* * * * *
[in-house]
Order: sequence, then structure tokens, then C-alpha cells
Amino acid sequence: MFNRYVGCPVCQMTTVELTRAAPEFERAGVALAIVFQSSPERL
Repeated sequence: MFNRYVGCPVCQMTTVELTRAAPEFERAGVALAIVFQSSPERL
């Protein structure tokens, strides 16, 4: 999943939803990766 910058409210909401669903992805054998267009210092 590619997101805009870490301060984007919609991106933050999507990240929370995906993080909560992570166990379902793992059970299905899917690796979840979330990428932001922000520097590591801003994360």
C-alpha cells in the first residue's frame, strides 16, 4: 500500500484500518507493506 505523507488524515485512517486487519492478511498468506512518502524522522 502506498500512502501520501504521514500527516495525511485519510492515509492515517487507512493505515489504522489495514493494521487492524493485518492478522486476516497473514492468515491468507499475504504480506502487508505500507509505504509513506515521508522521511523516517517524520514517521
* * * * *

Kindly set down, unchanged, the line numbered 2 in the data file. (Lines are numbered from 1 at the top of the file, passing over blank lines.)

Order: sequence, then structure tokens, then C-alpha cells